on SPR and Prevention Science: The Phoenix Principle
By Gene Oetting
was dusk in the Colorado foothills and, after the
trail ride, the horses were back in the stable.
We were sitting, cold beer in hand, on the cleared
picnic tables; listening to the cowboy poet tell
tales of the old west while warming his hands at
the campfire. Behind him, heat lightning was flickering
far on the horizon, reflected in the lake.
this final night of the first meeting of the Society
for Prevention Research, about three dozen of us
were gathered at Lory State Park, above Ft. Collins,
Colorado. It was a dream-like evening, but our finest
fantasies for the future could not have matched
what we have become today, a vital, thriving society
of hundreds of scientists from a wide range of disciplines,
all committed to preventing harm of one form or
the campfire is symbolic. Fire is beautiful and
warming and stimulating, but dangerous and damaging
as well. A large part of that park just burned in
a major forest fire. It destroyed much of the beauty,
leaving behind the raw black spikes of scorched
tree trunks and blackened earth.
the forest will recover, and eventually the beauty
will come back. We can already see the green shoots
of new growth struggling through the ash. Like the
phoenix, the forest will return, fresh and new,
from the ashes of its own destruction.
do I think that this is a useful symbol for our
Society? Because, as prevention scientists, we always
need to be prepared for failure and ready to replant
and regrow. Prevention, by its very nature, must
be a phoenix. Whatever we are trying to do, no matter
how successful we are, there is almost undoubtedly
going to be failure down the road. We must be aware
that this will occur and be ready to start over
is failure likely? First, our attempt to alter whatever
it is we are trying to change may not succeed. Unless
they are trivial, and none of us is devoted to the
trivial, the problems that we are trying to solve
are deeply ingrained in society and the environment;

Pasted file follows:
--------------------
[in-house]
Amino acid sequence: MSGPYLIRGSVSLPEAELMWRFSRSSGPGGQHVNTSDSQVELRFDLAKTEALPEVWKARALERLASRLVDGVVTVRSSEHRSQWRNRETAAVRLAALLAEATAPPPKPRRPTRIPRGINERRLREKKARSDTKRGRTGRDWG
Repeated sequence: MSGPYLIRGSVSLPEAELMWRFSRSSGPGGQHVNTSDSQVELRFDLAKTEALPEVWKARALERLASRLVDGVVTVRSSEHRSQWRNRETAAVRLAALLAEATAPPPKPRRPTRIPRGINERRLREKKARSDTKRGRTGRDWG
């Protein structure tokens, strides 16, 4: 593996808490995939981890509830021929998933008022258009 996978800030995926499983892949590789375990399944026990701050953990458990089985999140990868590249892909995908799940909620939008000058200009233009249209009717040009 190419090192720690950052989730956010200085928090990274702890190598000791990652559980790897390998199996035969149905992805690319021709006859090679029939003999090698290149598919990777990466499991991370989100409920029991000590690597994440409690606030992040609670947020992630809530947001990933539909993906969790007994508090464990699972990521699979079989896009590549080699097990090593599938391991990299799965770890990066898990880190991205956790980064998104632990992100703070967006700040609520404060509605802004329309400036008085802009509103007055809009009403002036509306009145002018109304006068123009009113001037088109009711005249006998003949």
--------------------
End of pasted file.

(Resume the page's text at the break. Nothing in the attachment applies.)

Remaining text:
they are difficult and resistant to change. No matter
how brilliant, our endeavors simply may not work.
We go down in flames and have to try again.
the other hand, we might succeed. We may actually
change behavior, change social structures, develop
a vaccine, or alter the poisonous environment and
reduce the damage and the harm being done. What
rare exceptions, like smallpox and the guinea worm,
where the causative agent can, perhaps, be eliminated,
a prevention program has to be maintained to be
effective. So even if we develop a superb prevention,
essentially eliminating the problem, some idiot
is likely to proclaim that it causes autism, or
is against God’s will, or is a CIA plot, or
for some other inane reason should not be used.
And prevention can always be challenged. One reason
is that, while you can point to the people you cured,
you can’t point to the ones that were kept
from harm, so it is harder to put a face on prevention.
Even a great program may be eliminated and, while
not exactly having to start over, the phoenix principle
applies, and we have to rise again and be ready
to find ways to reinstate what we have gained.
this level of success is exceptionally rare. Most
of us are trying to deal with ingrained societal
problems or damaging behaviors that have multiple
causes and multiple and complicated outcomes. Our